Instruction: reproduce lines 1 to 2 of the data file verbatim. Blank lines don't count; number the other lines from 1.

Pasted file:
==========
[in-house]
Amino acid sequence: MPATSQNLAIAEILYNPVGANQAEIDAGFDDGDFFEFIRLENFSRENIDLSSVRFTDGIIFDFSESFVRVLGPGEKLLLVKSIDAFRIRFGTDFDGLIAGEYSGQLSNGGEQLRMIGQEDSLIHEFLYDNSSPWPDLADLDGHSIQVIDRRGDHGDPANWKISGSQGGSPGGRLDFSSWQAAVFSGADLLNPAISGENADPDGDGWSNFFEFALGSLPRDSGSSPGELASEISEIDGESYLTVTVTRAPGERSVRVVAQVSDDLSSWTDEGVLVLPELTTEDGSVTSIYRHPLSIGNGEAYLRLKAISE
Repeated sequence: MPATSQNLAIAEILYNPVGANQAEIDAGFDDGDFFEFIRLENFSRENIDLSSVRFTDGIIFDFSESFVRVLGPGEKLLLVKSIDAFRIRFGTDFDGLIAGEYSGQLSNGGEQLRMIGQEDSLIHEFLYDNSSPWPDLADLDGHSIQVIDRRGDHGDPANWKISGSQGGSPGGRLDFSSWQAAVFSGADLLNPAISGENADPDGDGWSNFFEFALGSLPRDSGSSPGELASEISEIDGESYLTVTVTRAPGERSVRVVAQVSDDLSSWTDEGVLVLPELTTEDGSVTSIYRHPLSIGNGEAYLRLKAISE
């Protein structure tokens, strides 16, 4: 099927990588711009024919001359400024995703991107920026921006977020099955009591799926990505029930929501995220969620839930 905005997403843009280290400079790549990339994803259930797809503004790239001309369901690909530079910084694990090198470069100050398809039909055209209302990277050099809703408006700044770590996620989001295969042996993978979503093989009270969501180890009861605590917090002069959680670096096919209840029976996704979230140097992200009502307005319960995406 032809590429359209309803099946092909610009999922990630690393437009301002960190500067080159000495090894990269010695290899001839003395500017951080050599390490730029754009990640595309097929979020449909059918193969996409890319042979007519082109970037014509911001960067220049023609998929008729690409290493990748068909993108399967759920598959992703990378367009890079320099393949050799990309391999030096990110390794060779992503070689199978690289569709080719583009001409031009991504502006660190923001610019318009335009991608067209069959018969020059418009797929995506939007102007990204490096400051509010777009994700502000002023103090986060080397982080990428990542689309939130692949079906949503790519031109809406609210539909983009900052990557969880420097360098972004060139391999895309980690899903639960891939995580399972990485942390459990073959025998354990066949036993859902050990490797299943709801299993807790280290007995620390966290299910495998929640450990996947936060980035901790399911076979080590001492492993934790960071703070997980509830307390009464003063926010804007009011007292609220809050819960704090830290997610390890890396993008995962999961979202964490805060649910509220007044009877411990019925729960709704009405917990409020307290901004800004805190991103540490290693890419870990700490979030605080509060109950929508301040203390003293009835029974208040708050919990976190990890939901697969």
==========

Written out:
[in-house]
Amino acid sequence: MPATSQNLAIAEILYNPVGANQAEIDAGFDDGDFFEFIRLENFSRENIDLSSVRFTDGIIFDFSESFVRVLGPGEKLLLVKSIDAFRIRFGTDFDGLIAGEYSGQLSNGGEQLRMIGQEDSLIHEFLYDNSSPWPDLADLDGHSIQVIDRRGDHGDPANWKISGSQGGSPGGRLDFSSWQAAVFSGADLLNPAISGENADPDGDGWSNFFEFALGSLPRDSGSSPGELASEISEIDGESYLTVTVTRAPGERSVRVVAQVSDDLSSWTDEGVLVLPELTTEDGSVTSIYRHPLSIGNGEAYLRLKAISE